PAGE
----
Saturday, March 11, 2017

On White Fragility

On Nov 18th of 2016, Vice President-Elect Pence attended the hit Broadway show Hamilton. 

At the end, one of the cast members, Brandon Victor Dixon, spoke to the audience and said these words,
"You know, we have a guest in the audience this evening. Vice President-elect Pence, I see you walking out but I hope you hear just a few more moments. There's nothing to boo, ladies and gentlemen. There's nothing to boo. We're all here sharing a story of love. We have a message for you, sir. We hope that you will hear us out. And I encourage everybody to pull out your phones and tweet and post, because this message needs to be spread far and wide, OK? Vice President-elect Pence, we welcome you and we truly thank you for joining us here at Hamilton: An American Musical. We really do. We sir, we, are the diverse America who are alarmed and anxious that your new administration will not protect us — our planet, our children, our parents — or defend us and uphold our inalienable rights, sir. But we truly hope that this show has inspired you to uphold our American values and to work on behalf of all of us. All of us. Again, we truly thank you for sharing this show, this wonderful American story told by a diverse group of men and women of different colors, creeds, and orientations."
President-elect Donald Trump, early the next morning, got on twitter and said, 
"Our wonderful future V.P. Mike Pence was harassed last night at the theater by the cast of Hamilton, cameras blazing.This should not happen! The Theater must always be a safe and special place.The cast of Hamilton was very rude last night to a very good man, Mike Pence. Apologize!"
As of today, #boycotthamilton is one of the top trending hashtags on twitter (hilariously miscalculated as a political action as the show is sold out for the next two years).

And then Betty White won the internet by saying, "It wasn't harrasment. That's just 'dressing room talk.'"

But let's break this down. 

First of all, he is literally saying, "Your appeals for safety have me feel unsafe." So, just let that roll around in your boggled mind for a while.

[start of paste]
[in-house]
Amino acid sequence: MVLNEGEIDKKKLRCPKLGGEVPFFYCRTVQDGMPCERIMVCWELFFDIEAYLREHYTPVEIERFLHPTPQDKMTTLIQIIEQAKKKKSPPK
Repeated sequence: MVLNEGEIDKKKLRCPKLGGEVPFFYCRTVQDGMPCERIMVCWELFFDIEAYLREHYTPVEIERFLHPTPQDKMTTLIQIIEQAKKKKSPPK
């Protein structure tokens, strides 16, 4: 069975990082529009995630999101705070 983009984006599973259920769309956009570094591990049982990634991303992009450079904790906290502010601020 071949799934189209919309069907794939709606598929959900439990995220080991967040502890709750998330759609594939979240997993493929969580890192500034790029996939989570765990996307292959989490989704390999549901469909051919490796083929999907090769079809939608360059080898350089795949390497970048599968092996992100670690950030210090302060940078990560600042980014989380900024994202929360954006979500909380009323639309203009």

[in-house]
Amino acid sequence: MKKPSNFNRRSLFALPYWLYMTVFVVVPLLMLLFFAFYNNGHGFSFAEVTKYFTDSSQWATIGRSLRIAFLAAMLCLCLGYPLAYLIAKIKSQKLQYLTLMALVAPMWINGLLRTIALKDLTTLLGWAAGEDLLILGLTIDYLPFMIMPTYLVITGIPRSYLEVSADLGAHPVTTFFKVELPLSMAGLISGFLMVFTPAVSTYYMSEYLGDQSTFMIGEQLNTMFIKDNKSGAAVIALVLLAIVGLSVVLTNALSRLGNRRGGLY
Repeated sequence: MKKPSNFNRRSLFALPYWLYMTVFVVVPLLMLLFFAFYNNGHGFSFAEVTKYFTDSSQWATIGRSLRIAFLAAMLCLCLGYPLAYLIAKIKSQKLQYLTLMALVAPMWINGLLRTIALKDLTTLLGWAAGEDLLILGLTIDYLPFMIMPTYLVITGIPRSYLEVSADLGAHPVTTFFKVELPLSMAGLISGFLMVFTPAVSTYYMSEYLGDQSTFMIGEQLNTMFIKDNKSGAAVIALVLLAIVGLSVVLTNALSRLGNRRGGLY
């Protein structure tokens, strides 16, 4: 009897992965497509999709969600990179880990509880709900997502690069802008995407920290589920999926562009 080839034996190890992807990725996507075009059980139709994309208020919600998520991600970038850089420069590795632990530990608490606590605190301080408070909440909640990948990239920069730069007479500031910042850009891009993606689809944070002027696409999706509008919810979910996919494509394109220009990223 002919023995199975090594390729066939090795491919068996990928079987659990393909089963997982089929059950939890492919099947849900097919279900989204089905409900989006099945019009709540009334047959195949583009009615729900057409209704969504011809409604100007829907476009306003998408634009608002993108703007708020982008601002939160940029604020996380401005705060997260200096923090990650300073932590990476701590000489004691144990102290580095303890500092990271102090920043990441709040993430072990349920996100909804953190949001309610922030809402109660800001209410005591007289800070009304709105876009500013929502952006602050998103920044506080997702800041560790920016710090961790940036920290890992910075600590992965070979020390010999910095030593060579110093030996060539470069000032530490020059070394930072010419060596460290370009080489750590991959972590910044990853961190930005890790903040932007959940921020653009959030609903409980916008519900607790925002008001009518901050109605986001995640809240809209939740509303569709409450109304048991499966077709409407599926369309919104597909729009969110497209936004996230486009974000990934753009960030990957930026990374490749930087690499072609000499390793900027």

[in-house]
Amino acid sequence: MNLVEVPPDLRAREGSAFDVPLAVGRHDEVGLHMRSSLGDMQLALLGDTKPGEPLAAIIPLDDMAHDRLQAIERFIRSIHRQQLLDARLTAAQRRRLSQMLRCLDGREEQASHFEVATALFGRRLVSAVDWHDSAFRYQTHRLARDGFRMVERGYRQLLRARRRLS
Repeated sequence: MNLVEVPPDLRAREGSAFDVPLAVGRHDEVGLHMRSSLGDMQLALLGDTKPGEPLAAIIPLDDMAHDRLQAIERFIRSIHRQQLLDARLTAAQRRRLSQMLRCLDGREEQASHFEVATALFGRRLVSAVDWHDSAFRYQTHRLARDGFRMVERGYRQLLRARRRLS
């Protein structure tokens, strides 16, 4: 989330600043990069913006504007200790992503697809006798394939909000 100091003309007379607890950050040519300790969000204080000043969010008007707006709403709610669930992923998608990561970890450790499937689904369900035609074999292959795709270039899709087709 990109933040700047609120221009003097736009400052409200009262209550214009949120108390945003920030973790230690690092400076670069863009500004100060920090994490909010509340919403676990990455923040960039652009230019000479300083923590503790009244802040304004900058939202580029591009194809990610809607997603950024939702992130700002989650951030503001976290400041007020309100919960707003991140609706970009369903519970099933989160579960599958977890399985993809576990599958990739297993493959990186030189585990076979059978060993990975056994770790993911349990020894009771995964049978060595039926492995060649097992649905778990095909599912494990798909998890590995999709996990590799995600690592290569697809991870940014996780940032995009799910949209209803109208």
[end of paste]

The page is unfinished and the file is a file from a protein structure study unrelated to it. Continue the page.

Second of all, he is, functionally, saying, "The theatre should be safe. That's important. The rest of America? Well..." This is underlined by the fact that he speaks up here but not against all of the acts of racism and vandalism that are carried out in his name. If white men are critiques, he speaks up. If people of colour are harassed or attacked he says nothing. 

Third, he's saying, "Your experience of being unsafe doesn't matter and has no merit of basis to it. My experience of being unsafe does."

Fourth, the intensity of his emotional reaction seems to saying that the words said on stage are equal to or worse than the very real things Dixon referenced in his words. In other words, being called out gently from the stage is the same as the fear of being pulled over and killed by a white police officer. Black people being harassed by police is made equivalent to Pence being spoken to from the stage. This is important to get. Women being harassed by men and being scared that they will be raped or killed is being made equivalent to Pence being spoken to from the stage. LGBTQ people being harassed and fearing for their safety and very lives is made equivalent to Pence being spoken to from the stage. I saw one commenter describe what happened onstage as 'hysteria'. Go find and watch the video yourself. When a white man can see what actually happened and call it hysteria... there's something fragile going on. 

Fifth, we have to dig directly into this reality of White Fragility. 

I have written about this before but this is too good a case study to miss.

This is what happens all too often with white men when conversations about race emerge. This moment is not strange or unusual to people of colour. This is not the first time they've seen it. They deal with it enough that a term for it was coined by Dr. Robin DiAngelo: white fragility. 

White fragility is "a state in which even a minimum amount of racial stress becomes intolerable, triggering a range of defensive moves.”

Sarah Watts, in her article White Fragility Is Real, writes, "most white people “live in a social environment that insulates them from race-based stress,” due to their privilege as part of the cultural majority. In turn, says DiAngelo, whites are infrequently challenged and have less of a tolerance to race-based stress, causing them to be hostile, guilty, defensive, or fearful when confronted. This phenomenon is white fragility. In the end, white fragility ensures that conversations about race are derailed, and the status quo of white supremacy is upheld."

I've seen this so many times with my own eyes. A person of colour expresses 1% of the rage they feel is the most courteous of words and in the kindest of tones and a white person becomes devastated or angry.

"Why were they so angry and vicious?" they say.

And I shake my head. I know how they feel. I've felt it myself. But what they can't see is the incredible restraint and generosity.